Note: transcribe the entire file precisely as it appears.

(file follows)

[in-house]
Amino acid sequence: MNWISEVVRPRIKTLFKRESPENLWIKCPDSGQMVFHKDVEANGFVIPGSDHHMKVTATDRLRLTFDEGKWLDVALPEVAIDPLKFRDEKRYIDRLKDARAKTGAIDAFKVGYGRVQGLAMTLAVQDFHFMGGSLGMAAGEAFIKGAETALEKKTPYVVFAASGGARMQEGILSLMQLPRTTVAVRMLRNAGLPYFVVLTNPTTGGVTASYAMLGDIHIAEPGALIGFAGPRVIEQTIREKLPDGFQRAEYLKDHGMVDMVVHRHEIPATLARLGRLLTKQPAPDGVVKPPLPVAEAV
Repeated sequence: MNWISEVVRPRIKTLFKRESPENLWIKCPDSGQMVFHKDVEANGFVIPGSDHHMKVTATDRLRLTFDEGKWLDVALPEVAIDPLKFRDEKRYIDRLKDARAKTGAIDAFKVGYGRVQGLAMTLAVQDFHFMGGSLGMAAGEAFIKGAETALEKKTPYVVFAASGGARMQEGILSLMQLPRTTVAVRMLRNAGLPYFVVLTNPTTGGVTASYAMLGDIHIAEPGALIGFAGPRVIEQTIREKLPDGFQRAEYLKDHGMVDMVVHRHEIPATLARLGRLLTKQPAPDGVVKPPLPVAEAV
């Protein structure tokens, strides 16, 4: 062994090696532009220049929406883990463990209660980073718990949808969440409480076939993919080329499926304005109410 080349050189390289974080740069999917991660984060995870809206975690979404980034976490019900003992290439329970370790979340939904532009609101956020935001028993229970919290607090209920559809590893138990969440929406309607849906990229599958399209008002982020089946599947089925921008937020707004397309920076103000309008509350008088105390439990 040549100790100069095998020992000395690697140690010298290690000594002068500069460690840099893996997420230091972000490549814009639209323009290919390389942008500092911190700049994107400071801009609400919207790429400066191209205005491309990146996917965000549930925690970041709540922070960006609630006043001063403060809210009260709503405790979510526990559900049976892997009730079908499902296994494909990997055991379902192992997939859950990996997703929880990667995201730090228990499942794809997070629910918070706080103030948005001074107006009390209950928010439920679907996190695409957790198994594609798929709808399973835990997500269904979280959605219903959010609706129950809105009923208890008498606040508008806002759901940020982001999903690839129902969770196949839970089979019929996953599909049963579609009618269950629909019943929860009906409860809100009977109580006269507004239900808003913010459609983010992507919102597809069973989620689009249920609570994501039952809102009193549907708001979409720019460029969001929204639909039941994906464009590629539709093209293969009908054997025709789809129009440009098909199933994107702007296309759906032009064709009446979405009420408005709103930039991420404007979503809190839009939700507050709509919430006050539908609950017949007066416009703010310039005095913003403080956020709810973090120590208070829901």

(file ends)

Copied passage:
[in-house]
Amino acid sequence: MNWISEVVRPRIKTLFKRESPENLWIKCPDSGQMVFHKDVEANGFVIPGSDHHMKVTATDRLRLTFDEGKWLDVALPEVAIDPLKFRDEKRYIDRLKDARAKTGAIDAFKVGYGRVQGLAMTLAVQDFHFMGGSLGMAAGEAFIKGAETALEKKTPYVVFAASGGARMQEGILSLMQLPRTTVAVRMLRNAGLPYFVVLTNPTTGGVTASYAMLGDIHIAEPGALIGFAGPRVIEQTIREKLPDGFQRAEYLKDHGMVDMVVHRHEIPATLARLGRLLTKQPAPDGVVKPPLPVAEAV
Repeated sequence: MNWISEVVRPRIKTLFKRESPENLWIKCPDSGQMVFHKDVEANGFVIPGSDHHMKVTATDRLRLTFDEGKWLDVALPEVAIDPLKFRDEKRYIDRLKDARAKTGAIDAFKVGYGRVQGLAMTLAVQDFHFMGGSLGMAAGEAFIKGAETALEKKTPYVVFAASGGARMQEGILSLMQLPRTTVAVRMLRNAGLPYFVVLTNPTTGGVTASYAMLGDIHIAEPGALIGFAGPRVIEQTIREKLPDGFQRAEYLKDHGMVDMVVHRHEIPATLARLGRLLTKQPAPDGVVKPPLPVAEAV
């Protein structure tokens, strides 16, 4: 062994090696532009220049929406883990463990209660980073718990949808969440409480076939993919080329499926304005109410 080349050189390289974080740069999917991660984060995870809206975690979404980034976490019900003992290439329970370790979340939904532009609101956020935001028993229970919290607090209920559809590893138990969440929406309607849906990229599958399209008002982020089946599947089925921008937020707004397309920076103000309008509350008088105390439990 040549100790100069095998020992000395690697140690010298290690000594002068500069460690840099893996997420230091972000490549814009639209323009290919390389942008500092911190700049994107400071801009609400919207790429400066191209205005491309990146996917965000549930925690970041709540922070960006609630006043001063403060809210009260709503405790979510526990559900049976892997009730079908499902296994494909990997055991379902192992997939859950990996997703929880990667995201730090228990499942794809997070629910918070706080103030948005001074107006009390209950928010439920679907996190695409957790198994594609798929709808399973835990997500269904979280959605219903959010609706129950809105009923208890008498606040508008806002759901940020982001999903690839129902969770196949839970089979019929996953599909049963579609009618269950629909019943929860009906409860809100009977109580006269507004239900808003913010459609983010992507919102597809069973989620689009249920609570994501039952809102009193549907708001979409720019460029969001929204639909039941994906464009590629539709093209293969009908054997025709789809129009440009098909199933994107702007296309759906032009064709009446979405009420408005709103930039991420404007979503809190839009939700507050709509919430006050539908609950017949007066416009703010310039005095913003403080956020709810973090120590208070829901």